Chill, Gorilla…

One of the things I have been needing to replace for my camping experience was my Hennessy Hex Fly. It’s a big tarp thing that goes over my hammock, shaped like a squashed hexagon. I have two:

One of them is asymmetrical – which means the ends are cut a little shorter on opposite sides/ends. It works great with the hammock, which is also asymmetrical, but it doesn’t work so well with the Grizz Beak.

My older hex tarp (also a Hennessy model) is a larger, heavier hexagon that is the same on the ends. It gives more room and works better with the Grizz Beaks. It’s also starting to leak. There are spots here and there about the size of dinner plates where the water will definitely come through. They are near the edges, but it seemed like a good time to replace it.

Online, I saw the Chill Gorilla tarp mentioned by a few people.


Not only did it come with a little bag and tent stakes, but it has a cool gorilla logo on it, and it costs about half what the Hennessy tarp costs.

Here is my Amazon Review of it:


Light, easily packable, waterproof. Not so great for cooling gorillas, despite the name. Gorillas don’t like being in small enclosed spaces covered up, even if you tell them to chill. They shred the fabric with ease and then maul you. Best to use on section or thru-hikers that only smell as bad as a gorilla.

A more full review:
I have been hammock camping for four years now, in weather from snowing to 80 degrees. My first rain fly was the Hennessy Hammock stock Asymmetric tarp. It’s a tiny POS, throw it out or pay for the upgrade. For an Honest Comparison:

I hung up my Chill Gorilla, and put my Hennessy Asymmetric Silnylon tarp on top of it. Although they have the same ridge line length, the chill gorilla is about 3″ taller on each side (measured from the ridgeline vertically towards the ground). The Chill Gorilla is also symmetrical, unlike the hennessy tarp. One end on each side was close to a foot wider than the hennessy tarp. This would account for the extra few ounces of weight.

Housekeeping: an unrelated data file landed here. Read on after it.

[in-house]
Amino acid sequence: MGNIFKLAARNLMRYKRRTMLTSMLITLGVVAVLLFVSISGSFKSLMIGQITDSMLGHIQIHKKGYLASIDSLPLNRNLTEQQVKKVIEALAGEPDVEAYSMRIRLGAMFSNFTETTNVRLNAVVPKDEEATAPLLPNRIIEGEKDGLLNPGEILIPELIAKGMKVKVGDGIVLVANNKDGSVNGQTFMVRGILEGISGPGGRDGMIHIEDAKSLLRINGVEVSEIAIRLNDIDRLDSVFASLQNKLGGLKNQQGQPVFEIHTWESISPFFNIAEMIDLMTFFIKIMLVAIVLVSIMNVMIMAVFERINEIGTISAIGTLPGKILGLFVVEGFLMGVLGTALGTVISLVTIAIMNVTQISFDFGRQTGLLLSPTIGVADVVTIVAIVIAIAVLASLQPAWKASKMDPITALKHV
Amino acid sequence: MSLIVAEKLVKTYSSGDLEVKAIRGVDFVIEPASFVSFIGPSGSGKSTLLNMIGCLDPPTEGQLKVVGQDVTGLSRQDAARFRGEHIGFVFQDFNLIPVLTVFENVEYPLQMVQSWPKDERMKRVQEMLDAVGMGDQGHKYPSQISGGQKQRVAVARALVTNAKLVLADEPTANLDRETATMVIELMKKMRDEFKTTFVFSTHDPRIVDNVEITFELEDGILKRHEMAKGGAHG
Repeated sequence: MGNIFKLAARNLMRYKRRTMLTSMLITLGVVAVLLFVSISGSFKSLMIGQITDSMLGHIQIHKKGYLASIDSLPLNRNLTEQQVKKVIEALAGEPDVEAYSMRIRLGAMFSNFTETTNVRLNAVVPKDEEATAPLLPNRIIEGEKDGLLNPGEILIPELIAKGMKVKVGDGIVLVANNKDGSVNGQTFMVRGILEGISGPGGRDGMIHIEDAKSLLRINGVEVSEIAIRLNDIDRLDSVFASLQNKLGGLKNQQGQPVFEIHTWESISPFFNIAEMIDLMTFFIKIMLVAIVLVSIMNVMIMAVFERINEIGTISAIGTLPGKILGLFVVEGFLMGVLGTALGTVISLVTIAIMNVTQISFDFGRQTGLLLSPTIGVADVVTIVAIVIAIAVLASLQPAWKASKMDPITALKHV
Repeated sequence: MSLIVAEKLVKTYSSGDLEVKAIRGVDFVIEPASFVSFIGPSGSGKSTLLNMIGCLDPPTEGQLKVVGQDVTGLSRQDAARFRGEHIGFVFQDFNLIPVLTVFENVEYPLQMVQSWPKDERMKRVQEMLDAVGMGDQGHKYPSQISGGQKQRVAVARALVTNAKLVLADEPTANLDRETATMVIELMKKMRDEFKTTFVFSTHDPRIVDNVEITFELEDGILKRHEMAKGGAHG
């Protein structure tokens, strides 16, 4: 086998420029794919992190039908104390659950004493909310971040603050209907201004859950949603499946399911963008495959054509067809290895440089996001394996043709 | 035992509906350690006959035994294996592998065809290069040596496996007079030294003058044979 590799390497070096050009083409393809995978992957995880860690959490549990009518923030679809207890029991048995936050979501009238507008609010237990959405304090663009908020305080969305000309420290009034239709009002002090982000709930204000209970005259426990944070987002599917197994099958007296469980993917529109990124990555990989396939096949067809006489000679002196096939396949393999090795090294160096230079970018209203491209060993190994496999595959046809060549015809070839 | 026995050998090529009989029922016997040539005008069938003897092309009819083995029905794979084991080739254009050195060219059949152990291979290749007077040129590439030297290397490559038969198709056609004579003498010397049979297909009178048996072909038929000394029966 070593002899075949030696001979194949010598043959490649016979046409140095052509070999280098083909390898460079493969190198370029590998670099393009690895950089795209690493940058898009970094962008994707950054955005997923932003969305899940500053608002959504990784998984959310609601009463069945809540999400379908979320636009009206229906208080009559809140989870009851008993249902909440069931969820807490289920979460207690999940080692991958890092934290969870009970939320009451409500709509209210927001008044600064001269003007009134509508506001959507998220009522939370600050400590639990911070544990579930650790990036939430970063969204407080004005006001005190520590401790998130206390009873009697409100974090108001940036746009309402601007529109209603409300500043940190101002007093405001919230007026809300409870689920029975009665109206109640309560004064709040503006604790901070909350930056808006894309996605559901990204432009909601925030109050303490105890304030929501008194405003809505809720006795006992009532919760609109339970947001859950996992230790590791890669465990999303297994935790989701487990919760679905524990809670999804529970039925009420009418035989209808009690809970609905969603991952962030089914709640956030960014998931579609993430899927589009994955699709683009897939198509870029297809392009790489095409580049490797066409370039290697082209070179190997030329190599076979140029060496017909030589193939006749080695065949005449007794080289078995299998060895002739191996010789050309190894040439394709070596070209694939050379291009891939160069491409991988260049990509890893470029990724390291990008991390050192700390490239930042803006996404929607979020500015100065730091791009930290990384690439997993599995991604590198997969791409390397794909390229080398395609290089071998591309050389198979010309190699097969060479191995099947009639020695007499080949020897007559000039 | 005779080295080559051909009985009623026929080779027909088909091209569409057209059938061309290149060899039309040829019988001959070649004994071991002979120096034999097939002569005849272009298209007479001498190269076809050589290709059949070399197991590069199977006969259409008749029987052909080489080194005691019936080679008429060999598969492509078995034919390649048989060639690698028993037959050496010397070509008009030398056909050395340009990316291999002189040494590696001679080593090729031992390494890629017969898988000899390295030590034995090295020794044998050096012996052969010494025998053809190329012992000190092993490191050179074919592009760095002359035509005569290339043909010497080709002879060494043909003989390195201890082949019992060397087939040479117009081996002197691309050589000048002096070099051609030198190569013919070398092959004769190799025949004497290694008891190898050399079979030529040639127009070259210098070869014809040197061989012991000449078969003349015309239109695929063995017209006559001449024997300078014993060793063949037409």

I have a hennessy poly tarp as well, it was my older tarp and started losing water resistance in spots. My old Hennessy poly tarp is about the same size and weight of the Chill Gorilla, but the Gorilla tarp is easily half the price. I use Grizz Beaks on my tarp ends. They work MUCH better with symmetrical tarps than asym tarps.

Now for the down side:
One of the things I like about Hennessy tarps is they have little pockets on each corner for the tie-out ropes. Each time I take out my chill gorilla, the lines are a tangled mess. When you’re wanting to get your tarp up in the rain, it’s nice to have a tight, neat package. I’m thinking of making little line bags that tie on the corners.
The Chill Gorilla also packs almost TWICE as large as the Hennessy SilNylon tarp. I think its a combination of thicker fabric and the slightly longer ends, but it completely fills one of the orange dry sacks from walmart (the three pack from outdoor products), whereas the hennessy takes up about half the bag.
This DOES need to air out when you first get it. It has a strong chemical smell, almost fishy, but hang it in the carport for a day or two and the smell goes away. Get a larger stuff sack: like every hammock, tarp, and tent ever produced, once you get it out of the sack, it’s never going back in.

I hung it up outside today, and installed a Grizz Beak on each end, to test it out.


I immediately came to a few conclusions: